Phosphorus acid was a much-discussed topic at Manitoba Potato Production Days in Brandon this year, and for good reason. A variety of phosphorus acid treatments, registered in Canada under the labels Phostrol, Rampart and Confine, are useful additions to growers’ tool boxes for disease control.
Susan Ainsworth, a potato specialist for Syngenta in Manitoba, offered research-based strategies on whether growers should apply phosphorus acid as a foliar treatment, or post-harvest.
In Canada, there are five phosphorus acid products registered for use. Confine, Confine Post and Confine Extra provide suppression of late blight, pink rot and silver scurf. Phostrol offers suppression of pink rot and control of late blight. Rampart provides control of late blight and pink rot.
Phosphorus acid works by suppressing the growth of Phytophthora pathogens, and by conferring resistance through stimulation of the plants’ natural defence mechanisms.
“A large number of Canadian growers is using phosphorus acid,” says Ainsworth.
She says her presentation’s biggest takeaway message is that one method of application, either foliar or post-harvest, is not superior to the other. “Applying foliar is a preventive strategy to reduce the potential infection over the course of the season, and applying post-harvest will protect healthy tubers from becoming infected if they come into contact with infected tubers through the harvest operation,” she says. “The choice should be based on the needs of each individual farm — what works well for one farm might not be the best choice for the next farm.”
Also key to the use of phosphorus acid is correct application — if foliar, it must be applied at the label rate at the right time. For example, if applied when the crop is under stress, foliar application can cause burning. If applied post-harvest, accurate rate and adequate coverage are important.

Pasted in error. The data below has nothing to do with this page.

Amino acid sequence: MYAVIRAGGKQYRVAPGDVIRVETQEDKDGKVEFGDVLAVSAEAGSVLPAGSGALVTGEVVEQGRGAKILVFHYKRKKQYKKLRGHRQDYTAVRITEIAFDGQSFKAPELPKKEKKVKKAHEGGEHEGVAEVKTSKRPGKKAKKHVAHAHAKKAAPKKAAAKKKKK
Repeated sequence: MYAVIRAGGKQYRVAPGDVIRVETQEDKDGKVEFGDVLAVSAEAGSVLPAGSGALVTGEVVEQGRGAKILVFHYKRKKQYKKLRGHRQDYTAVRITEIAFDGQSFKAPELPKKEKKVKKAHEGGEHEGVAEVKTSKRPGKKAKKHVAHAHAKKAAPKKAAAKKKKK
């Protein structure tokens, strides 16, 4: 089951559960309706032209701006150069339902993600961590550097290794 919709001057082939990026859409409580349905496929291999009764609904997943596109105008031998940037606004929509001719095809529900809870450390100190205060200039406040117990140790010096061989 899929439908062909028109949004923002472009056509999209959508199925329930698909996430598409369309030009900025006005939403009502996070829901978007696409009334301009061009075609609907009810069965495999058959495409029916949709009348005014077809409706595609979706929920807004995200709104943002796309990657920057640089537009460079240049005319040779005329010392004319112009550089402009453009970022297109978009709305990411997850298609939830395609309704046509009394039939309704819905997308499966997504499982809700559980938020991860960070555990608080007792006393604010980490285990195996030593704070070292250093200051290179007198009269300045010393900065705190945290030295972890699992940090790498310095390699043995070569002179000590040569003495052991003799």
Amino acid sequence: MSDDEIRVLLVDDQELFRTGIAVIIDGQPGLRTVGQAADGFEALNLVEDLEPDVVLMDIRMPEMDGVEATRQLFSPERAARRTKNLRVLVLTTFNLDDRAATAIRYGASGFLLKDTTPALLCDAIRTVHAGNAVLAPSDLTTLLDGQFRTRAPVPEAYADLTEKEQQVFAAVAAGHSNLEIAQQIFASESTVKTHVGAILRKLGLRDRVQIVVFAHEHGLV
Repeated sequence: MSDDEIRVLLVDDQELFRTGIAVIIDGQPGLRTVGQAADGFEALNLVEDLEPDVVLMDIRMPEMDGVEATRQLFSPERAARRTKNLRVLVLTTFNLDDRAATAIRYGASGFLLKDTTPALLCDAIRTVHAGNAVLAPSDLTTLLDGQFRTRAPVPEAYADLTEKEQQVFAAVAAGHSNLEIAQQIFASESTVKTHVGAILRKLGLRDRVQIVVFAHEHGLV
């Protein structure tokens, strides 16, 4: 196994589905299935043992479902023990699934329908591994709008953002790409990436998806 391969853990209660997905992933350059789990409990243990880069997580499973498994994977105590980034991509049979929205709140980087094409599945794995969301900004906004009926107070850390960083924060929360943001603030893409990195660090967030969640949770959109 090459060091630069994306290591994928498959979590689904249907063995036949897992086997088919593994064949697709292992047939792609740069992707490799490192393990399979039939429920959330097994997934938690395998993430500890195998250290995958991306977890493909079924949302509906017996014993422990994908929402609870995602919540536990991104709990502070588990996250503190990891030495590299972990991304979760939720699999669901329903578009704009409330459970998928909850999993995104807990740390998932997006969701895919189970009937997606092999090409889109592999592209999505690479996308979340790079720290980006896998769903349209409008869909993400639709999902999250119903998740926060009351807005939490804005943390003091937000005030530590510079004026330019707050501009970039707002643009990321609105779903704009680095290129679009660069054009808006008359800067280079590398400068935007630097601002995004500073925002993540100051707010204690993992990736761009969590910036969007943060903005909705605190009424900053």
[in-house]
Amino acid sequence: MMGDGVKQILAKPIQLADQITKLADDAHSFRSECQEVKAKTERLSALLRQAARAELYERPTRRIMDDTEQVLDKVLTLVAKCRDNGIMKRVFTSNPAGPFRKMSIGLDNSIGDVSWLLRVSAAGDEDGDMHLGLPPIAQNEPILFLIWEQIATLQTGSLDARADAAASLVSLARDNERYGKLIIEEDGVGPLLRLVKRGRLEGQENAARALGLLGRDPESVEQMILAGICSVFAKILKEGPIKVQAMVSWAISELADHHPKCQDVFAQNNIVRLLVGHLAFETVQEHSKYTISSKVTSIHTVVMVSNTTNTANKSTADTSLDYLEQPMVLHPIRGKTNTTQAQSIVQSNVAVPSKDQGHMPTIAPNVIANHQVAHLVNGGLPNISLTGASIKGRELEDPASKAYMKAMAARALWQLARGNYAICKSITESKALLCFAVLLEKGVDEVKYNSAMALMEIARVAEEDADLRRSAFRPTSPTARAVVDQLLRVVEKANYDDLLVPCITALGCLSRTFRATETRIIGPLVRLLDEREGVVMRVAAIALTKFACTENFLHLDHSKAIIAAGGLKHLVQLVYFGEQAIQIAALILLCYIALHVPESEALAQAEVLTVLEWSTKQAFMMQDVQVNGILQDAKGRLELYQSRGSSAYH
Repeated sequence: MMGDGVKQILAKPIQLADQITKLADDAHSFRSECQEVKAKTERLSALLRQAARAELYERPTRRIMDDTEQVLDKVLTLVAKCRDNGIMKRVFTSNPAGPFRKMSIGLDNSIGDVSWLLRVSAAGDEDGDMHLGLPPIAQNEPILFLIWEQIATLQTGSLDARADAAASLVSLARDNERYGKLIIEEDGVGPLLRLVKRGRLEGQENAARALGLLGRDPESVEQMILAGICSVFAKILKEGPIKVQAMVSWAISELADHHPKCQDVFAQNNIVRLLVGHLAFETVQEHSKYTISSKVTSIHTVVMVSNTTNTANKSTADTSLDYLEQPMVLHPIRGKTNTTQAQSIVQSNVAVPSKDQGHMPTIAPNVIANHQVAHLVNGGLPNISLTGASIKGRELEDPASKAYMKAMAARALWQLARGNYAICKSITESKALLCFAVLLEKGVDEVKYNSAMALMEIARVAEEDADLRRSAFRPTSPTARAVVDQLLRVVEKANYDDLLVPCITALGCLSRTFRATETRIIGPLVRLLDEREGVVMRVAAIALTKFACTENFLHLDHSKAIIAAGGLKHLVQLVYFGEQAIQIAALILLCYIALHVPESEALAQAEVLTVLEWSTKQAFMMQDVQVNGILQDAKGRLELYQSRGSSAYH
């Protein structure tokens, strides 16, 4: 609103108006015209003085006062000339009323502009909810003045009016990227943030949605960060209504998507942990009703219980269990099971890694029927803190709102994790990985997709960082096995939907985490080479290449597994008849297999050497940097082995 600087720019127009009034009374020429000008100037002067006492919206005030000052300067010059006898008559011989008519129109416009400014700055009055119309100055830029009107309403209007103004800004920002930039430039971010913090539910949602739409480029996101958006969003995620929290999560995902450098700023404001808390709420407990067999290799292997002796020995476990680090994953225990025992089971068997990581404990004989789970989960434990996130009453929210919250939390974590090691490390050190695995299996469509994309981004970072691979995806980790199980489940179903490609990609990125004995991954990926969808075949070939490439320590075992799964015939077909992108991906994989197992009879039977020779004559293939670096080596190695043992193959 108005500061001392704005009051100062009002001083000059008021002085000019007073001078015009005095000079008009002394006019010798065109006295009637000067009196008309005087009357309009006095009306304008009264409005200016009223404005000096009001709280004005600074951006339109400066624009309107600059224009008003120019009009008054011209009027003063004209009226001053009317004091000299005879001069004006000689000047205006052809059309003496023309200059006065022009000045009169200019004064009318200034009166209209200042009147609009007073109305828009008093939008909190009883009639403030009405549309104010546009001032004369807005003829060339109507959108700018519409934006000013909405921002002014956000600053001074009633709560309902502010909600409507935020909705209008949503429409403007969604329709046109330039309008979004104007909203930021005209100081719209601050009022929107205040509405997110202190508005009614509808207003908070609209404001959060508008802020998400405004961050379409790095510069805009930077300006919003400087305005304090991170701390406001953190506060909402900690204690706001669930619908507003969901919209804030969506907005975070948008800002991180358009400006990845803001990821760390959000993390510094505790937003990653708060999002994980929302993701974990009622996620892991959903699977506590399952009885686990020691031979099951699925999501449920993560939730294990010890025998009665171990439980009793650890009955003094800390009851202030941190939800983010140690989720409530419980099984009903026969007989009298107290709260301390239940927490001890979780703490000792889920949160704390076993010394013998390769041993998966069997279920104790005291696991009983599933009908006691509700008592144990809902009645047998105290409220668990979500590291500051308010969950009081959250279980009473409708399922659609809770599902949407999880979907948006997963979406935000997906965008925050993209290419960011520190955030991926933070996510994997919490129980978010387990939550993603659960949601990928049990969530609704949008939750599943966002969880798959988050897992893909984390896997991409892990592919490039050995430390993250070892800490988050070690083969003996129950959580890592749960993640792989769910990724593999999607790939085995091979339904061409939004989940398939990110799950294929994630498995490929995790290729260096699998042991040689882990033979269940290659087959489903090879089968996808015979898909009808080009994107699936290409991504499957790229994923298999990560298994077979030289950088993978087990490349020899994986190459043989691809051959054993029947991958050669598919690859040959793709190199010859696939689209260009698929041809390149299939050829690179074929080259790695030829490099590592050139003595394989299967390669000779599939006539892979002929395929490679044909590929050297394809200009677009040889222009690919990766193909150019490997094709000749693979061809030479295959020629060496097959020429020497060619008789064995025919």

The fresh market
Tracy Shinners-Carnelley, director of research and quality enhancement for Peak of the Market, discussed the use of phosphorus acid to control silver scurf, a disease which causes blemishes on potatoes for the fresh market.
“We’ve been successful in managing silver scurf for the fresh market to the point where we hardly have it anymore,” she says.
Key to the table market’s success in managing silver scurf is Shinners-Carnelley’s work to have the Confine label amended in 2010-11 to remove a clause saying it was not suitable for use on smooth-skinned potato varieties. Shinners-Carnelley worked in co-operation with Manitoba Agriculture, Food and Rural Development pesticide specialist Jeanette Gautier to generate data for the study.
“A similar study was done by Khalil Al-Mughrabi, who generated a similar set of data,” Shinners-Carnelley says. “The results of those two studies helped remove that restriction from the Confine label. It was clear there was no negative impact to skin finish and we saw a reduction in silver scurf.”
Shinners-Carnelley says an integrated approach to silver scurf management is key, including cultural practices, chemical controls, and regulation of temperature and humidity in storage. “Cleaning and disinfecting and environmental management are important but done alone do not give the effect that the integrated approach does,” she says.